Absence Of Reliable Justice System Begets Violence, Jungle Law
By Bouddih Adams
Hardly a day passes by, these days, without one hearing or seeing someone meting violence on another. This situation is owed to the absence of a reliable justice system which, in turn, is a result of a collapsed State. The absolute opposite would obtain in a society where the rule of law and order prevail. This can only be on account of the clean minds and clean hands of the persons charged with the running of the State.
Dr Bate Besong, aka B.B., observed as far back as 1999, that “when citizens of a country start leaning more onto their tribal affiliations, know that the country is ruled by a dictator.” This attitude as well as the people resorting to taking the law into their hands, employ jungle justice and violence, are telling signs of a failed society.
Barrister Keme Ogbe, just recently, in his PhD thesis, observed that the people are being denied justice by the system in place.
Justice is sold to the highest bidder or served only to those in high places. This means that one cannot sue the State (Government) and win, no matter how hard and tight his/her evidence is, and no matter how tangible his/her claims may be.
A judge in Buea once averred, in a matter against the Government of Cameroon, that: “This kind matter fit carry man yi head go oh! (This kind of matter can cause one’s head to roll (my translation).
The violence that is so rampant today – man killing wife; girl/woman killing husband or husband’s concubine; a person burning the house of his/her enemy or offender; man killing brother or sister, or woman killing brother or sister, or even child killing mother or father or a parent killing the child over property or land disputes; student killing teacher; a person attacking and killing a neighbour over a disagreement, and so on – is due to a collapse in the justice system stemming from a failed State.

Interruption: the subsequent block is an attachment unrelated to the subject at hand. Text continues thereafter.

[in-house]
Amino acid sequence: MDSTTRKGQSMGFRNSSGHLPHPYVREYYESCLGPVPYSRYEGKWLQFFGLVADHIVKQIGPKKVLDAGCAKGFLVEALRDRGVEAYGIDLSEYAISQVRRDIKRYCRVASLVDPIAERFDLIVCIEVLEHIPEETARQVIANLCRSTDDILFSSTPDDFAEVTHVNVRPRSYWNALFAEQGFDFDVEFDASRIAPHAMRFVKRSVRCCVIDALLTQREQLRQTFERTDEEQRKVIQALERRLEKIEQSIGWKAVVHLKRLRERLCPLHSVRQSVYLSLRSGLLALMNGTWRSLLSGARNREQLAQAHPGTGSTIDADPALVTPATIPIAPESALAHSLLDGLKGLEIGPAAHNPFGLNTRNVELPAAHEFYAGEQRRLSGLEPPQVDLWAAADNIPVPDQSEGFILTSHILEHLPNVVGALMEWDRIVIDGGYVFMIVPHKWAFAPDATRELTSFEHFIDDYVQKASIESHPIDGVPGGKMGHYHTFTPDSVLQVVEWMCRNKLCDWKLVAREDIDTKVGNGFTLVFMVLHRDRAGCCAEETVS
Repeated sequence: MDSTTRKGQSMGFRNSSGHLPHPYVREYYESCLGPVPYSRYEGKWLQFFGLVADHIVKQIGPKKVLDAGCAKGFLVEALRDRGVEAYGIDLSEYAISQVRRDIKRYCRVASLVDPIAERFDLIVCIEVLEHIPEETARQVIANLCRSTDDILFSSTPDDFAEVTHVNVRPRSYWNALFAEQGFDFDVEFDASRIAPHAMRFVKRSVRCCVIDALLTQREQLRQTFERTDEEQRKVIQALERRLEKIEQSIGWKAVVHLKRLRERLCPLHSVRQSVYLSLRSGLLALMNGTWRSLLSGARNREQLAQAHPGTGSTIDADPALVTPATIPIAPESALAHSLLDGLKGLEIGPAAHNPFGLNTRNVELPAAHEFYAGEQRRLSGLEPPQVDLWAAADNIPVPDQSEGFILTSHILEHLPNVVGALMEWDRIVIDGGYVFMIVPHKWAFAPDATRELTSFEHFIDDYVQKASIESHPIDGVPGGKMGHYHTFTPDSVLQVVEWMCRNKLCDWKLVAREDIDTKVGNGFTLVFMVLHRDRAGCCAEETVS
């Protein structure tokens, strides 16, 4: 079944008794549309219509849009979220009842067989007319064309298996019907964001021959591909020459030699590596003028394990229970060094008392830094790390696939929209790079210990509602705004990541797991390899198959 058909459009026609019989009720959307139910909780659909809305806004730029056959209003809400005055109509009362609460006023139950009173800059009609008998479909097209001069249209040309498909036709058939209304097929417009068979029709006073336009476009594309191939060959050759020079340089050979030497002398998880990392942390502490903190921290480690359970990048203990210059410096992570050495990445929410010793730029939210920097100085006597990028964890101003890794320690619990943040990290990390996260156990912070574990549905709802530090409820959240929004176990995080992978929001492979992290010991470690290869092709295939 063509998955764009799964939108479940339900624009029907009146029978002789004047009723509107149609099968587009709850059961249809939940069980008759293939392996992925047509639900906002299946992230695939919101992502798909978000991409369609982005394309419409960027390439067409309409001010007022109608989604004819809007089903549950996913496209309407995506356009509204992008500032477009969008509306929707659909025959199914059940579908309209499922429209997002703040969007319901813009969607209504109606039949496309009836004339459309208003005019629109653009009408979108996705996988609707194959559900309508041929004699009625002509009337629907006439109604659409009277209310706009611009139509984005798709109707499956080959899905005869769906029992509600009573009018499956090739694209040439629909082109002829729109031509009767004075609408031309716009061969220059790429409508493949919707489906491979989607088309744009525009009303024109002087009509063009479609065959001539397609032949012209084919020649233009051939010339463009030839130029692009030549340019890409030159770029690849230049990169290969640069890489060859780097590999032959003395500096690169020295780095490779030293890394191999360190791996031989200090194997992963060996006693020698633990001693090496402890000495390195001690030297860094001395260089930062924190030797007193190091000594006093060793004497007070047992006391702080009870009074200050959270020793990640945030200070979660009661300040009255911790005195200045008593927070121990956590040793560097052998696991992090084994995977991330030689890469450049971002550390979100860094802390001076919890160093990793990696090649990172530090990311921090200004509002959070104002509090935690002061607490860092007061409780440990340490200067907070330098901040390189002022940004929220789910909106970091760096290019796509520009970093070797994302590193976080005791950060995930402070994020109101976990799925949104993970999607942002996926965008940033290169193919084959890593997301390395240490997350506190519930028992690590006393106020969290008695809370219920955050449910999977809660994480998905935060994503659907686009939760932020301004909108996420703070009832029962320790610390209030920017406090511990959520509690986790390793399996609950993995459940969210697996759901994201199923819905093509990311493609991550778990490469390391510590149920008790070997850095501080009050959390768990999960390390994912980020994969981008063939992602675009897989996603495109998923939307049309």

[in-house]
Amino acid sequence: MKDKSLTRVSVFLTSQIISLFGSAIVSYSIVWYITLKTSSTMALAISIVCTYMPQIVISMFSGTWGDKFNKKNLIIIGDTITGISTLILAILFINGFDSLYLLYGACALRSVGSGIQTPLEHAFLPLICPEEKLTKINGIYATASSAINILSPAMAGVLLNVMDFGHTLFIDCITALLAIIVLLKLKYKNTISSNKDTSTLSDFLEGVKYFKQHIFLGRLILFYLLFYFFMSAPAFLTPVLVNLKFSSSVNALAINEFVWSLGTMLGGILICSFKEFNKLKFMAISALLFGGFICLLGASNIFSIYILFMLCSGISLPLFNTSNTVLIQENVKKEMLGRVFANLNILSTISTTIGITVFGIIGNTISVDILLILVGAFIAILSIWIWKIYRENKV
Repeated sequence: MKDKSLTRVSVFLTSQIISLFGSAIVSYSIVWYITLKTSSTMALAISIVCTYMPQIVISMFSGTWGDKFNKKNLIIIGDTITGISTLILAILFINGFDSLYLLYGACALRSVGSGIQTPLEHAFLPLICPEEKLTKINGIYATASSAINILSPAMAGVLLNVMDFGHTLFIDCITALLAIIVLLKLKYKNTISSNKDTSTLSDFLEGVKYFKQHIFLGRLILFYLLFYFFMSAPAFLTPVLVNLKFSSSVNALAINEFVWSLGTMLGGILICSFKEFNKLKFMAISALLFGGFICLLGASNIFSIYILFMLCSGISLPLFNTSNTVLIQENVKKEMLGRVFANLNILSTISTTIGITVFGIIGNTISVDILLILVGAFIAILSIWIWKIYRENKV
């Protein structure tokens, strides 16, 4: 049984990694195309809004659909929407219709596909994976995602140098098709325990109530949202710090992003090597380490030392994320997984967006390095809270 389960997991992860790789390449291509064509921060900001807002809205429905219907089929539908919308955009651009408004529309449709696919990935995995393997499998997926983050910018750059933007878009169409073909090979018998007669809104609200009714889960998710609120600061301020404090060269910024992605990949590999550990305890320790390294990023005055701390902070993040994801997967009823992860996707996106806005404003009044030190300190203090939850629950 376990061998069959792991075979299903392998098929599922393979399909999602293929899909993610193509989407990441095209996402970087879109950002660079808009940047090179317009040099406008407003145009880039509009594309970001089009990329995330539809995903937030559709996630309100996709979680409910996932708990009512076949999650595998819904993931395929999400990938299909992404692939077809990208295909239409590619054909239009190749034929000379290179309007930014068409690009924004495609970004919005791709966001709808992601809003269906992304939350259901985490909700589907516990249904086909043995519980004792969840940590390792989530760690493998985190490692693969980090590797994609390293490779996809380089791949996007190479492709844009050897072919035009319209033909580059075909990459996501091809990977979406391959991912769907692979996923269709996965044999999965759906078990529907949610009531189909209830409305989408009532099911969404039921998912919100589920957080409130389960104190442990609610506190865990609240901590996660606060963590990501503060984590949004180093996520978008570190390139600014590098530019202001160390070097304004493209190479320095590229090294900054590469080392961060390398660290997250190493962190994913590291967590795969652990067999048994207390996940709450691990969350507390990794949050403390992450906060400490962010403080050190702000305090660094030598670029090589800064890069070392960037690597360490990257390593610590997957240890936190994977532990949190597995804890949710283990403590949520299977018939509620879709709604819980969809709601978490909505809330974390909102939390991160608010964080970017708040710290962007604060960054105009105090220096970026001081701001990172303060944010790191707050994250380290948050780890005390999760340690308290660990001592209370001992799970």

Taking the law into their hands and resorting to jungle justice is on the rise, because the people don’t trust law-enforcement officers and the judicial system in place. Once a suspect criminal is caught, the community “takes care” of him because, if they hand him to the law officers, he will buy his her way out and return to the community to become a threat on those who caught him or her. People these days look for the least excuse to settle scores, rather than taking the matter up, which would end nowhere.
Mbombog Mbengan of Equinoxe, a Francophone, quotes Anglophones in the good old days of the Southern Cameroons or West Cameroon, as always saying in the face of a challenge or conflict: “We shall meet in court,” or “I will drag him/her to court …” In those days, anybody on the street or any backyard dweller had the right to justice. Both the high and the low people of society were equal before the law. But if someone says that today, “We will meet in court,” know that he has the wherewithal to buy the judge and win the matter.
Why were Southern Cameroonians, later West Cameroonians, always resorting to the courts? Because they had unalloyed confidence in their magistrates and legal system that independently served justice, no matter whose ox is gored.
Nevertheless, the judges who are brow-beaten by the higher-ups not to dispense justice according the rule of law and their consciences, should know that they would not be spared by the monster they are feathering, when their time would come. If a Supreme Court Judge, a judge of the highest echelon, like Justice Ayah Paul Abine, can be picked and thrown in detention like a simple common law criminal; what will not happen to any other judge?
Nevertheless, some good seeds within the magistracy have shown that justice is the rule of law and the judges’ conscience: like in the Fogum Gorji Dinka case against President Biya in the 1980s; the Che Ngwa case in the 1990s, among others.
Until we rekindle this virtue and our value system, justice will continue to be auctioned to the highest bidder.
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